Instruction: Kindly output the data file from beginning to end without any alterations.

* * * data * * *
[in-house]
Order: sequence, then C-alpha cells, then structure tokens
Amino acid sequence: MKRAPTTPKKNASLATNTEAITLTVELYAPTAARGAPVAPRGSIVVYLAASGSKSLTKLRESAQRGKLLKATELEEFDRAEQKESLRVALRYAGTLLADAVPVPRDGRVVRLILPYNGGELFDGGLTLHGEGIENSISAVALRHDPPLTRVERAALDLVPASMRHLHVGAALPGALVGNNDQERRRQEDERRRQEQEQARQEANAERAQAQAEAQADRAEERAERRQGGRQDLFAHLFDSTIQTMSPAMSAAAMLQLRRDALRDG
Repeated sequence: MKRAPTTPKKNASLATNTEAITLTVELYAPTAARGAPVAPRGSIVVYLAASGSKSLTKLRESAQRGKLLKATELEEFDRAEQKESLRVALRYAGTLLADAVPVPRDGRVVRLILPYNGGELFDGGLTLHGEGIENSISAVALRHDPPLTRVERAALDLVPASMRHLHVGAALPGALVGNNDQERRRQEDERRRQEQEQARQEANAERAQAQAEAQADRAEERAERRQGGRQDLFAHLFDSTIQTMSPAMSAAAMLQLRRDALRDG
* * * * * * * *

[in-house]
Order: sequence, then C-alpha cells, then structure tokens
Amino acid sequence: MKRAPTTPKKNASLATNTEAITLTVELYAPTAARGAPVAPRGSIVVYLAASGSKSLTKLRESAQRGKLLKATELEEFDRAEQKESLRVALRYAGTLLADAVPVPRDGRVVRLILPYNGGELFDGGLTLHGEGIENSISAVALRHDPPLTRVERAALDLVPASMRHLHVGAALPGALVGNNDQERRRQEDERRRQEQEQARQEANAERAQAQAEAQADRAEERAERRQGGRQDLFAHLFDSTIQTMSPAMSAAAMLQLRRDALRDG
Repeated sequence: MKRAPTTPKKNASLATNTEAITLTVELYAPTAARGAPVAPRGSIVVYLAASGSKSLTKLRESAQRGKLLKATELEEFDRAEQKESLRVALRYAGTLLADAVPVPRDGRVVRLILPYNGGELFDGGLTLHGEGIENSISAVALRHDPPLTRVERAALDLVPASMRHLHVGAALPGALVGNNDQERRRQEDERRRQEQEQARQEANAERAQAQAEAQADRAEERAERRQGGRQDLFAHLFDSTIQTMSPAMSAAAMLQLRRDALRDG